Four questions you must ask during an interview

By Donna Fuscaldo

When it comes to interviews, most people think their job is to answer questions not ask them. But an interview is a two-way street, and the more questions you ask the better your chances are of making a lasting impression.

“It’s always smart to ask questions in an interview,” says Joel Garfinkle, author of Getting Ahead: Three Steps to Take Your Career to the Next Level. “Most people are afraid to ask questions. They don’t realize it’s something they are supposed to do.”

By asking questions you can not only determine if the company and culture is the right fit for you, but also impress the interviewer with your preparation and knowledge of the firm. “The more the interview feels conversational the better the chance you both have of learning about each other and the company,” says Garfinkle.

But not all questions are created equal. Some will illicit better responses then others. With that in mind, here’s a look at four interview questions you should always ask.

1. What are the top priorities of the job?

Often, when we interview for a potential new job, we don’t have a complete understanding of what the role will entail outside of what was in the job advertisement. Because of that, career experts say it’s a good idea to ask what the top priorities are of the job and how to be successful in the position. If you ask that early on in the interview, the conversation will focus on what the job entails and how you’ll meet the objectives as opposed to talking about your past performance or going over your resume.  It eliminates all the guesswork and enables you to spend the interview time telling the hiring manager how you can do what they want, says Garfinkle.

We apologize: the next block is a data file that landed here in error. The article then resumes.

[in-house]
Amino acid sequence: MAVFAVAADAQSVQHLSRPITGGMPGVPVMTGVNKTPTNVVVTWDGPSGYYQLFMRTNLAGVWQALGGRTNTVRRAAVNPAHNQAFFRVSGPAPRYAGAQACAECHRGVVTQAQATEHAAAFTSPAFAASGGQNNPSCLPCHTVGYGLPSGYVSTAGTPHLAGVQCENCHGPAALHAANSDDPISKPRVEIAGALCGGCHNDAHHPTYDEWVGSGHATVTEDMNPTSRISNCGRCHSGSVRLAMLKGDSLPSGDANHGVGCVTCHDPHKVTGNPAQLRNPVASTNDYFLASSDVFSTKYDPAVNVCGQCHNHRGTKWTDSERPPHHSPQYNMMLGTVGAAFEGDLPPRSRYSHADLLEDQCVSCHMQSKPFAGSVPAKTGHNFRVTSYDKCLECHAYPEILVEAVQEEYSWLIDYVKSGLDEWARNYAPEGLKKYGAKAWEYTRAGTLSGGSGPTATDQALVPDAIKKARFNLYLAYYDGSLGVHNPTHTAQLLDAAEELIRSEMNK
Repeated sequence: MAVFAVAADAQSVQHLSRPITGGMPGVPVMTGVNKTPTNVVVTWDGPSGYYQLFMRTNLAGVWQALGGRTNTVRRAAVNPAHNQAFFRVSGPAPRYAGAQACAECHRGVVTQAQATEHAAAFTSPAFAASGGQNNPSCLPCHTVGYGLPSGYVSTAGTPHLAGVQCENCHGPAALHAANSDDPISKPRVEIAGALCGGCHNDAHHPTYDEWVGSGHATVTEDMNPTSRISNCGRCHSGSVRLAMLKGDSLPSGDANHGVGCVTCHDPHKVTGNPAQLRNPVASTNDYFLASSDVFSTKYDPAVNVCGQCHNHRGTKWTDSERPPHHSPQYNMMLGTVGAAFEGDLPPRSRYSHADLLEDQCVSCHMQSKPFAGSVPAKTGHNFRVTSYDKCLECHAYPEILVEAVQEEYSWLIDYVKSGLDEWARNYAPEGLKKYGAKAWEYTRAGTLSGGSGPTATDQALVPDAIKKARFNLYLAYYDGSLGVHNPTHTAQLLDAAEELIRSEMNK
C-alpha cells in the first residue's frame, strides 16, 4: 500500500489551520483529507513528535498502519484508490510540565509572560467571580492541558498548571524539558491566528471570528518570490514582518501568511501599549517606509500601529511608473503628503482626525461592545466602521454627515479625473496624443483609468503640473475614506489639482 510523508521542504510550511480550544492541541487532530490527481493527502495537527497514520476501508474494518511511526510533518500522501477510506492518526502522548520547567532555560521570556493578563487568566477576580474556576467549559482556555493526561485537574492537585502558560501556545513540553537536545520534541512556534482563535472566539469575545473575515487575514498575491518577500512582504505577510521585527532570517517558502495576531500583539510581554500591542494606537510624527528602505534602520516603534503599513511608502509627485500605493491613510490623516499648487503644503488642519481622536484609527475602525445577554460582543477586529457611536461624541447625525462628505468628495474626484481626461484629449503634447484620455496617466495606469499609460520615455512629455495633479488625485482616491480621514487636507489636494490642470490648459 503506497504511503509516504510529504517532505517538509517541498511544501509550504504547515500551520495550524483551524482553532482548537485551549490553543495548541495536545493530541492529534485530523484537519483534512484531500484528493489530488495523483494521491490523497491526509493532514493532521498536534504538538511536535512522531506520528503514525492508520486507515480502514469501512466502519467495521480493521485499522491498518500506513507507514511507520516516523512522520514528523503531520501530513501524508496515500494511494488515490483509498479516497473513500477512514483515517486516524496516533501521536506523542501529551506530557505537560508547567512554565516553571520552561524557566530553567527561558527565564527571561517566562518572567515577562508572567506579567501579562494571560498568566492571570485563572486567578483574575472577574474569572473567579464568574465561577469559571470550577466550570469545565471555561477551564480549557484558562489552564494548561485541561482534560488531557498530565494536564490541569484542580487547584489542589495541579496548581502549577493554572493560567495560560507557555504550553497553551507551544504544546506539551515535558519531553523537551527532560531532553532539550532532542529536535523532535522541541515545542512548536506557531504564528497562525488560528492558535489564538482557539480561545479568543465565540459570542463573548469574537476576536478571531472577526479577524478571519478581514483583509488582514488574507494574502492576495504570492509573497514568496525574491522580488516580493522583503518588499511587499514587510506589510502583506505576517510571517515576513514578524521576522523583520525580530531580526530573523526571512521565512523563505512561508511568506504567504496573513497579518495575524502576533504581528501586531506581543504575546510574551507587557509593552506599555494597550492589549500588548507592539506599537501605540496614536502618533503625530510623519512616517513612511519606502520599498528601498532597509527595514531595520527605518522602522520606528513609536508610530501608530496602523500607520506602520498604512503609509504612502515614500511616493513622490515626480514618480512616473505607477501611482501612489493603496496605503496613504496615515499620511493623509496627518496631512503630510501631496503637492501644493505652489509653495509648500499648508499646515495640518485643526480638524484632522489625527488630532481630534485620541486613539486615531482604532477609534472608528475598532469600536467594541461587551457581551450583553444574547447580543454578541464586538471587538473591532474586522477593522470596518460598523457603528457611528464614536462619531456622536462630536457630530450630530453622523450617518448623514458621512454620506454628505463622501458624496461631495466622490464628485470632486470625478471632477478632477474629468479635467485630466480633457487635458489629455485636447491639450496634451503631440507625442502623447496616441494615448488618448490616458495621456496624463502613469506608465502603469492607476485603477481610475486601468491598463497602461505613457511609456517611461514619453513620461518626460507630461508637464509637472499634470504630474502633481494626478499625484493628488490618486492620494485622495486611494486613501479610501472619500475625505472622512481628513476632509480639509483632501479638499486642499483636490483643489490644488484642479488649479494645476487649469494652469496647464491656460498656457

In addition to learning more about what you’ll actually be doing, you also want to ask the interviewer about the history of the role. According to Mark Jaffe, president of Wyatt & Jaffe, the executive search firm, you want to know if it’s a newly created job or if you are replacing someone. If it’s a new position, he says to find out why it was created, and if it’s an existing position, you’ll want to know what happened to the last the person in the job.

2. What are the biggest problems right now?

Ask the hiring manager what problems the company or department is facing, and there’s a high likelihood that you’ll get an honest answer. “You’ll get a pretty good idea of the type of company you are joining,” says Garfinkle. “If it’s a problem directly related to your position, you may be able to offer a solution on the spot and show your value.” According to Garfinkle it’s fair game to ask that question because it’s not any different than the interviewer asking you what your greatest challenge was at your previous job or what was your biggest failure.

3. How will you measure a good performance and an outstanding one?

It may seem like you are sucking up by asking this question, but what you are really doing is finding out what qualities you need aside from the technical qualifications to be successful in the job, says Jaffe. “A role is not just about a laundry list of qualifications that some HR person put on a piece of paper, it’s about meeting the business objectives,” says Jaffe.  Having the knowledge of what you need to do to exceed expectations gives you the opportunity to weave in examples of how you met similar goals.

4. Can you tell me how you came to the company and why you stayed?

Not only will you get insight into what’s good about the company, but you’ll also build a relationship with the person doing the interview if you ask this question. “It gives them an opportunity to tell you about their own value system and the culture of the company,” says Jaffe. Not to mention that most people love to talk about themselves and will remember that job candidate that hung on every word.  “Showing interest in that person raises your stock immeasurably and gives them a chance to tell you truthfully why they accepted the job,” he says.

Donna Fuscaldo is a freelance journalist hailing out of Long Island, New York. Donna writes for numerous online publications including,,, and As a personal finance reporter for years, Donna provides invaluable advice on everything from saving money to landing that dream job. She also writes a weekly column for focused on technology for small businesses. Previously, Donna was an equities reporter for Dow Jones Newswires and a special contributor to the Wall Street Journal. Through the Glassdoor Blog, Donna will provide tips on how to find a job and more importantly keep it.